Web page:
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  • Feb 22nd, 2018 @ 10:21am

    Re: Re:

    Maybe it's based on the idea that (even) people who didn't really need antidepressants in the first place might have a disproportionate reaction to the changes in internal chemical balance from going off of them?

    I'm not sure the conclusions are sound even based on that, but it's the best logic I can think of for connecting the two statements from the first and last sentences of that comment.

  • Feb 22nd, 2018 @ 10:18am

    Re: Re: Re: Re: Re: Re: Re: Re:

    You said "it's more newsworthy when it happens in America" (by implication, vs. when it happens somewhere else).

    This is equivalent to saying "it's less newsworthy when it happens in places other than America" (by implication, vs. when it happens in America).

    PaulT did not say that you said such things are "less newsworthy in the US"; he said that you said they are "less newsworthy than in the US". (Emphasis mine.)

    To my eye, this seems like a perfectly consistent representation of the position you expressed.

  • Feb 22nd, 2018 @ 8:44am

    Re: Re: Re: Re: Re: partisanship

    Do you have any references for specific Trump statements from the campaign which make it unambiguously clear that "drain the swamp" was talking about lobbying and monied interests and so forth?

    I wasn't paying close enough attention to his speeches back then that I'd have a hard time believing I'd missed something, but in looking back on what I do remember, I haven't been able to dredge up any comments involving that phrase which would contradict the idea that the "deep state" is pretty-much always what was being meant. (With perhaps an attempt to mislead the uninitiated into thinking that he might mean those other things.)

    If there is sufficiently-clear evidence to contradict that idea, I'd be glad to be corrected on the subject.

  • Feb 22nd, 2018 @ 8:40am

    Re: Re: Re: Re: Re: Re: Re: partisanship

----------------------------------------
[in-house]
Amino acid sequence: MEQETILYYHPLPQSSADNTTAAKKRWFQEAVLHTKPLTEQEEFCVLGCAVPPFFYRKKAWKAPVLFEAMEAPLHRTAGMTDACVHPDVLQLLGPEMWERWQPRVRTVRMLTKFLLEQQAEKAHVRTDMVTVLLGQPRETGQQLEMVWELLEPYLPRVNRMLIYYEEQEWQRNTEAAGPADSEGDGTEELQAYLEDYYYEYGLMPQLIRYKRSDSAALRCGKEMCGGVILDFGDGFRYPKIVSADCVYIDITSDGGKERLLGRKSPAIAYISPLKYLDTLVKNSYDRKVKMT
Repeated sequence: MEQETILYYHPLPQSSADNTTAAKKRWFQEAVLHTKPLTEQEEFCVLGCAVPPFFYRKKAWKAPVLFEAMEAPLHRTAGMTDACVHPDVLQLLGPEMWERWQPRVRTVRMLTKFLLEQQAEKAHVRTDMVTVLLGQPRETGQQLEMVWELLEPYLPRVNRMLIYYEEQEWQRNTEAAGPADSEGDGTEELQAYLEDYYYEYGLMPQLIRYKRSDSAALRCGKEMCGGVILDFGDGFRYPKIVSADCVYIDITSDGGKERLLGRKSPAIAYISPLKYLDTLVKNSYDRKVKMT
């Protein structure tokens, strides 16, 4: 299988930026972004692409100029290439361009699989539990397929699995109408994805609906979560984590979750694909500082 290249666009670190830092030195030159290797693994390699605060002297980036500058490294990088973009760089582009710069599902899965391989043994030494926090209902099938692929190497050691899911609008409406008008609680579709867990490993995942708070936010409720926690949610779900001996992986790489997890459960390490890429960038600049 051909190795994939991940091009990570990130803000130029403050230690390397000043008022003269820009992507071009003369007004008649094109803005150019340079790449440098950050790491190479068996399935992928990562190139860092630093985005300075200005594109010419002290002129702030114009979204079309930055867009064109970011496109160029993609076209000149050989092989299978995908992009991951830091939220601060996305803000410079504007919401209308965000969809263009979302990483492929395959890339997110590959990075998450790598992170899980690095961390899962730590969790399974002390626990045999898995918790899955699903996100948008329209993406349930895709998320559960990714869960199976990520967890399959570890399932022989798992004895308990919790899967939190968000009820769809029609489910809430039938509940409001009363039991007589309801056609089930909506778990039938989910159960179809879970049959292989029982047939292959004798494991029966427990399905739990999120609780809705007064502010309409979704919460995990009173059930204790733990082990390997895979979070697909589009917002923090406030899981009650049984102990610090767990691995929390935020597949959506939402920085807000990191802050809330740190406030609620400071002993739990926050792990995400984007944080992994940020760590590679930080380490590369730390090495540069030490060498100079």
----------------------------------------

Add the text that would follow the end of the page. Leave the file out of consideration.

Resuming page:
Nope. Like every other Cabinet department, it's part of the executive branch.

    The only parts of the judicial branch that I'm aware of are the actual courts - the forums where cases (criminal and otherwise) are filed under the law, and the people who staff them, and most particularly the judges who rule on those cases. (And I think the juries which serve as finders of fact, when applicable.)

    With possible limited exceptions (e.g. bailiffs), those who investigate and enforce the law are separate from the courts which judge the law.

  • Feb 22nd, 2018 @ 6:07am

    Re: Re: Re: Re: Re: partisanship

    Eh, the Constitution disagrees. There's supposed to be a separation between the judicial, the executive, and the legislative branches. That Trump is merging them is unconstitutional.

    I think the argument is that the DOJ, FBI, CIA, and NSA are all parts of the executive branch, so the Constitution's separation-of-powers-between-branches division doesn't come into play.

    If there are places where Trump has been trying to blur the lines between the branches of government (as opposed to the branches of the executive branch) in any meaningful way, I'm fairly sure I haven't heard about it.

  • Feb 22nd, 2018 @ 5:16am


    Isn't "King me" more a thing in checkers than in chess?

  • Feb 22nd, 2018 @ 5:15am

    Re: Re: Re: partisanship

    What are you thinking is being referred to when "the swamp" is mentioned?

    A lot of people seem to think it's talking about lobbying, monied influence, and so forth, but I don't think that's what it's meant to refer to at all.

    I think it's meant to refer to what is also called the "deep state": the entrenched career government officials who persist in their positions across administrations, are not accountable to the electorate, and - by way of those positions - thwart the attempts of those who do get elected (and thus *are (presumed to be) accountable to the electorate) to do anything those entrenched officials don't want done.

    A. K. A. the experienced people who actually know how government operates and have the skills and institutional knowledge to actually get things done.

    Talking about draining that type of "swamp" "into the White House" wouldn't really seem to make any sense.

    Trump and his appointees do seem to have been doing a fairly decent job of cleaning a lot of those people out, and I suspect that that - even more than his changes to regulations and his stacking of the federal bench and so forth - will be the part of the damage done by his administration that's going to be the hardest, and take the longest, to reverse.

  • Feb 22nd, 2018 @ 4:05am

    Re: Re: Lies, damned lies, and journalism.

    By "top of the list", he appears to have meant "the list of specifically-enumerated rights, when they got around to enumerating those rights in amendments to be on the safe side, after having initially tried to not enumerate any in the original Constitution".